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Summary Decision Overturned for Whistleblower in Failure to Hire Case

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In Hasan v. Enercon Services, Inc., the Department of Labor’s Administrative Review Board (ARB) overturned a summary decision order in favor of whistleblower Syed Hasan who alleges that Enercon Services, Inc. refused to hire him because he is a whistleblower.

Hasan is a structural engineer who was previously discriminated against by his former employer, American Electric Power Company, for reporting unsafe practices at the D.C. Cook Nuclear Plant to the Nuclear Regulatory Commission.

For Hasan to prevail on his whistleblower complaint under the Energy Reorganization Act of 1978 (ERA), he must show that his whistleblowing while at his former employer was a contributing factor in Enercon’s decision to not hire him.  Evidence of inconsistencies in an employer’s reasons for not hiring a whistleblower can support a finding of pretext by the employer.

The ARB ruled in Hasan’s favor, stating a summary decision was improper given the existence of a genuine factual dispute that requires an evidentiary hearing:

Hasan’s claim is not based on one application to one advertisement for one job vacancy whereupon his application was filed away and forgotten, as likely occurs to thousands of applicants each day across the county.  Rather, Hasan’s claim is that he repeatedly applied for positions at Enercon, and Enercon refused to hire him at any point at least partly due to his whistleblower activities.  Hasan’s letters to Enercon expressed that he was willing to work for Enercon “at any place, for any shift and for any salary” that Enercon deemed was reasonable.  Hasan sent more than one letter making this statement.  He sought employment with Enercon numerous times over the course of two years.  In a letter dated February 5, 2003, Enercon expressly told Hasan that it would keep his resume “on file and hope to identify a work opportunity in the future.”  Enercon admittedly hired more than a dozen civil/structural engineers after its February 5, 2003 letter to Hasan.  So Hasan’s claim is that Enercon repeatedly rejected him, and he believes it was because of his whistleblowing activities.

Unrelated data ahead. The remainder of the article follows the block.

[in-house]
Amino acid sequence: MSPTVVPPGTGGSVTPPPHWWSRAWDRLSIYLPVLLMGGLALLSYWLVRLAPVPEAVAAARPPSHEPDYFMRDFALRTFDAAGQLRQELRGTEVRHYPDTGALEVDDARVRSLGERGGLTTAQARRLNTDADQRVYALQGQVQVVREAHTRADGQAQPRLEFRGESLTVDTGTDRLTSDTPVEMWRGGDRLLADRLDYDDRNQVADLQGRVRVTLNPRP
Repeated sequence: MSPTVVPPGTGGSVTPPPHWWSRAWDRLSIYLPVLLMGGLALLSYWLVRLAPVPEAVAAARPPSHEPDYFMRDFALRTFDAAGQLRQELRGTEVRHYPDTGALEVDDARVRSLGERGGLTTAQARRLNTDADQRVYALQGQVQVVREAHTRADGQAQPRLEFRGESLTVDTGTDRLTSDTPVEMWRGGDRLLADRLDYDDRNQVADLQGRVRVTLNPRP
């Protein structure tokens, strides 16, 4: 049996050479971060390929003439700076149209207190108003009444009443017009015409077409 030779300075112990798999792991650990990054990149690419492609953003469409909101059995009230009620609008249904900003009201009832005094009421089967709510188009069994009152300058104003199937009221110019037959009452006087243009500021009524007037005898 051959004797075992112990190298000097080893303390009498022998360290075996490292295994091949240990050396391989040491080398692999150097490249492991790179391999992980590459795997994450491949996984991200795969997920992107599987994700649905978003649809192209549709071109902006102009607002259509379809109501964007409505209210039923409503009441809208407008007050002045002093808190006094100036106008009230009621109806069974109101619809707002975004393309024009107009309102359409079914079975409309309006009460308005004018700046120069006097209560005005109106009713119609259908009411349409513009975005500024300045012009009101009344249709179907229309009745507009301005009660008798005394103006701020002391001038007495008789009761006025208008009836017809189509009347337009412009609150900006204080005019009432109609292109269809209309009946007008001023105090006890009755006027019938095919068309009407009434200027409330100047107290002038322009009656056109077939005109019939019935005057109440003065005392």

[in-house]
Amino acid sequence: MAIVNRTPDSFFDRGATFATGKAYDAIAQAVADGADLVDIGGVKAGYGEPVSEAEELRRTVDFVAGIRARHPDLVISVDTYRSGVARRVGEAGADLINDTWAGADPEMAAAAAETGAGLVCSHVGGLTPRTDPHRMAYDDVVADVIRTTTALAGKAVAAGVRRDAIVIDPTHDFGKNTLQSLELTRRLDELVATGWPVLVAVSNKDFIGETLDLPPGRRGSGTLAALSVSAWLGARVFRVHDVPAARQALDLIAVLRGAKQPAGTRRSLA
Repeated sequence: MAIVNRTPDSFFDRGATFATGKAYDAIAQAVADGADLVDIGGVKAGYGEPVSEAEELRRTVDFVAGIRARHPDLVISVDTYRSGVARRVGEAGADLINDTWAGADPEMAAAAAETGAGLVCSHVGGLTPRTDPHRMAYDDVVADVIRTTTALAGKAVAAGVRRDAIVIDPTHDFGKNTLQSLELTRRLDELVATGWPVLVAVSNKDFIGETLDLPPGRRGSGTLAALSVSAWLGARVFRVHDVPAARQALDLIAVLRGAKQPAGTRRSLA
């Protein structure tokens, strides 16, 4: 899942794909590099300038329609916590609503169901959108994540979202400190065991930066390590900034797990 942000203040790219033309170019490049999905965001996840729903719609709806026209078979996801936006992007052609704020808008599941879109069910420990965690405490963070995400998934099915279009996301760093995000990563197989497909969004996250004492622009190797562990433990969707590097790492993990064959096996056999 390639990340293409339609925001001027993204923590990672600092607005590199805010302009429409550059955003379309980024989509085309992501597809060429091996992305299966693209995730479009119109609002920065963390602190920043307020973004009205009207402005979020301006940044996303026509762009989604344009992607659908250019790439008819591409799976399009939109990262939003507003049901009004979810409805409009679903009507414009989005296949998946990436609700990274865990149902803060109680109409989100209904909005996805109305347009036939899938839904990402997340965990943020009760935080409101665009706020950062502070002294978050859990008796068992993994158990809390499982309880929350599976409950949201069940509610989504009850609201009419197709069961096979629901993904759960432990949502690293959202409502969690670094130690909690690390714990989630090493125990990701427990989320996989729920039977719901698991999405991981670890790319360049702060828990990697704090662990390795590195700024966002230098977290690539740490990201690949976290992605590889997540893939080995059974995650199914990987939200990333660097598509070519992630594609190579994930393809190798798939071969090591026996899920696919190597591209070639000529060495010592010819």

Recognizing Hasan’s claim as a claim of repeated rejections over a two-year period, there are sufficient documents and facts to allow (but not require) a factfinder to believe that Enercon’s proffered reasons are pretext or that Hasan’s protected activity was a contributing factor in Enercon’s failure to hire Hasan.  Enercon asserts that: (1) the jobs in its advertisements never materialized; (2) the advertisements were used to find former Scientech engineers; (3) the job vacancies were for the Germantown office; or (4) the advertisements never resulted in any hires.  Yet, the advertisements on their faces were for “immediate opportunities” throughout 2003 and 2004 and expressly described the “available positions.”  Enercon’s February 5, 2003 letter expressly told Hasan he would be considered for future opportunities.  The existence of future vacancies was repeatedly confirmed by the dozen engineers hired in 2003 and 2004.  The advertisements only expressed a preference for “local candidates” and had no reference to Scientech employees.  This is not to say that Enercon’s reasons will not prove to be true or legitimate.  However, to choose Enercon’s assertions in its motions over its contradictory advertisements is to engage in factfinding without an evidentiary hearing.  These factual contradictions, even though created by Enercon’s own choices, must be resolved in an evidentiary hearing….

(citations omitted).

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